Images Gallery

Registered as N1705Z.

Arrived in Darwin on its delivery flight. (Source: AHSA Journal, June 1963)

The aircraft was demonstrated at Adelaide Airport and made several flights to Parafield. (Source: South Australian Air Journal)

Arrived at Bankstown as N1705Z. (Source: AHSA Journal, June 1963)

Registered to Rex Aviation Pty Ltd, Bankstown as VH-RLW.

"Transporting drums of fuel in Cessna 185s was no longer practicable. In mid-1963, Dave Robertson (Aerial Tours) had arranged for a demonstration tour of the first Cessna 336 push-pull twin to come to PNG. The aeroplane attracted a lot of interest, and Dennis Buchanan (Territory Airlines) was quick to recognise its potential. He placed an order for three 336s, the first to be delivered in early 1964. Bryan McCook (Chief Pilot, Territory Airlines) recalls:

We were the first to order the 336, followed by Ansett. We hired the demonstrator from Rex Aviation until the first of ours arrived. I was not overjoyed with the 336, as I had some doubts about its take-off ability at places like Wonenara. I had taken the demonstrator aircraft, VH-RLW, in there a few times, but its take-off performance left a lot to be desired. The engines, though apparently turning out full power for the elevation, just didn't seem to be right. They were fuel-injected, and the first of their kind in New Guinea. I was relieved when after several complaints from me, Dennis and Gerry Boag, our Goroka manager, packed the machine back to Sydney, post-haste, with the reminder that as its performance wasn't up to specs, the hire fees on it would probably not be paid, and the order for further 336s possibly cancelled. Well, Rex quickly got on to inspecting it, and found the cause of the trouble to be in the injectors - wrong size or adjustment. All instrument indications were as if maximum power was being developed, which was not the case, and we had in fact been flying that machine on about 70 per cent power for take-off. I picked up our first 336, VH-GKY, in April, 1964, and flew it to Goroka with Dennis as passenger. It was quite a different aeroplane to old RLW, and would obviously meet our requirements well."

(Source: James Sinclair, Balus Vol. II pp. 83-84)

"Says Dave Robertson (Aerial Tours):
Then I introduced the Cessna 336 push-pull. I found them very good. There was a lot of prejudice against them, but they were a good aeroplane for the types of strips we had, particularly short strips. Had no assymetrics, a pretty good ground performance, sort of super single engined 'plane. No engineering or operational problems, in my own experience.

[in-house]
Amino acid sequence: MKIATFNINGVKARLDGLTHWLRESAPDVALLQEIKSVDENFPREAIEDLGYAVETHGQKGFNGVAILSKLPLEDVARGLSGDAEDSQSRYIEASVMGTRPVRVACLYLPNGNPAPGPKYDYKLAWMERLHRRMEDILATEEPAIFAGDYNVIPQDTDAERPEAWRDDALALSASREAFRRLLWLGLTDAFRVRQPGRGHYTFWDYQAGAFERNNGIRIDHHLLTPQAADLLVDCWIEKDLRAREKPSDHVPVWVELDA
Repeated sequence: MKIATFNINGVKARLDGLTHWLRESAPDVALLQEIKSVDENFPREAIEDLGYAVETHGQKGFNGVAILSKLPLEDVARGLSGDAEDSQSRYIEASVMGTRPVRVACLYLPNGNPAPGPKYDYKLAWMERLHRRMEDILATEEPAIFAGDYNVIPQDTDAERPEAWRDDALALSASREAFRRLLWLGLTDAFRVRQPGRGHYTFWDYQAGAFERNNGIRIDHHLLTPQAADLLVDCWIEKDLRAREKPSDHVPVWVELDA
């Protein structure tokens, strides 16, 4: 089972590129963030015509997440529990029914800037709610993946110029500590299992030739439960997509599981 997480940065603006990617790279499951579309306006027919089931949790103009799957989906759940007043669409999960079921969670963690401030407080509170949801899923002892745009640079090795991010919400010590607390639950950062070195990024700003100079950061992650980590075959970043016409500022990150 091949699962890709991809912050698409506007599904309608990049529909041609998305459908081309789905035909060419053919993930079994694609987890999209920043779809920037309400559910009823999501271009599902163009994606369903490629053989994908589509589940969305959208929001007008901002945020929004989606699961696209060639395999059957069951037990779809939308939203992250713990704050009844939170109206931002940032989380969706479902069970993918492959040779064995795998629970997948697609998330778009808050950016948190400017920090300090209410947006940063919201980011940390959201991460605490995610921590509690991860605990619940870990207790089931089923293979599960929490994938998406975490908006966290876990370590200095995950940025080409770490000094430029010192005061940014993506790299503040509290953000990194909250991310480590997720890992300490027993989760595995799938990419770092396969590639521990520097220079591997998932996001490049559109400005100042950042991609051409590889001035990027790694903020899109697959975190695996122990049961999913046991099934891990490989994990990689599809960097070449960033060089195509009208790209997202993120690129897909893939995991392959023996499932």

The Cessna 336 was an oddity amongst light twin-engined aircraft, and few New Guinea pilots liked it. A twin-engined, high-winged monoplane, the 336 was designed to overcome the principal problem that private pilots of limited experience faced with twins of conventional design - thrust asymmetry in the event of engine failure. The 336 was not commercially successful, and was soon replaced with the 337, which had retractable gear and a better performance. This proved more acceptable, but the aeroplane was never popular in PNG. The odd configuration did not appeal to passengers, and it was certainly a noisy beast in which to fly."
(Source: James Sinclair, Balus Vol. II pp. 55-56)

"Dave Robertson's C336 was VH-RYX. He soon found that the fuselage configuration made the loading of long items of freight difficult. It will be remembered that Dave Robertson was one of the rare breed of engineer-pilots, and he also held the Cessna franchise for Papua. He began to ponder on ways of overcoming the problem:
I went down to Rex at Bankstown with a bright idea. I said to the chief engineer, 'What if we reconstruct the rear of the fuselage, so that we can swing it aside, open up the complete back of the aircraft?' They thought it a terrific idea. Could it be done, was the next thing. Hadn't been done anywhere else. So we got a design engineer, and he designed it. The rear of the fuselage, with engine, just swung aside. Where we made the mistake was, we put the modification in a 336. The 337 had just come out, with more performance and retractable gear. That would have been the 'plane to convert. The one we converted was sold to Ansett.
The converted 336 was VH-CMY. It was registered by ANSETT-MAL in June, 1965, and was based in the Sepik District. The conversion had cost 2,500, bringing the total cost of the aeroplane to 23,500. The swinging rear was secured by a manually-operated hydraulic lock, and the modification reduced the normal payload by only 18 kilograms. CMY was able to take five passengers, plus pilot, and swallowed 408.2 kilograms of long, awkward freight with ease. All things considered, it is surprising that this was the only 336 or 337 to be so modified."
(Source: James Sinclair, Balus Vol. II pp. 55-56)

The modification took four months with the design and installation performed by Aerostructures Ltd. at Bankstown. Mike Burns, owner of Aerostructures, tells the story.
"It all started one day when Dave Irons from Rex Aviation came to the Aerostructures workshop explaining that Ansett wanted to buy some Cessna 336 aircraft for their New Guinea operations, BUT the aircraft had to be able to carry 8 foot lengths of building materials.
"Dave wanted the sale and asked me to look into a possible modification to get the building materials into the cabin. The only solution possible was to swing open the rear engine, load in the materials, then shut the door. It looked OK on paper and Ansett agreed to one being modified. The modification depended on the rear firewall being re-built into a very stiff door, to which the engine mount bolted. The 'door' had to be fireproof as well. The final firewall design consisted of a stainless steel sheet on the engine side, 25 mm of fire resistant honeycomb and 2024-T3 duralumin sheet on the cabin side. The whole thing needing to be glued together with a fire resistant glue. We found a company in North Sydney who could do the fabrication using an autoclave that could both pressurize and heat cure the glue.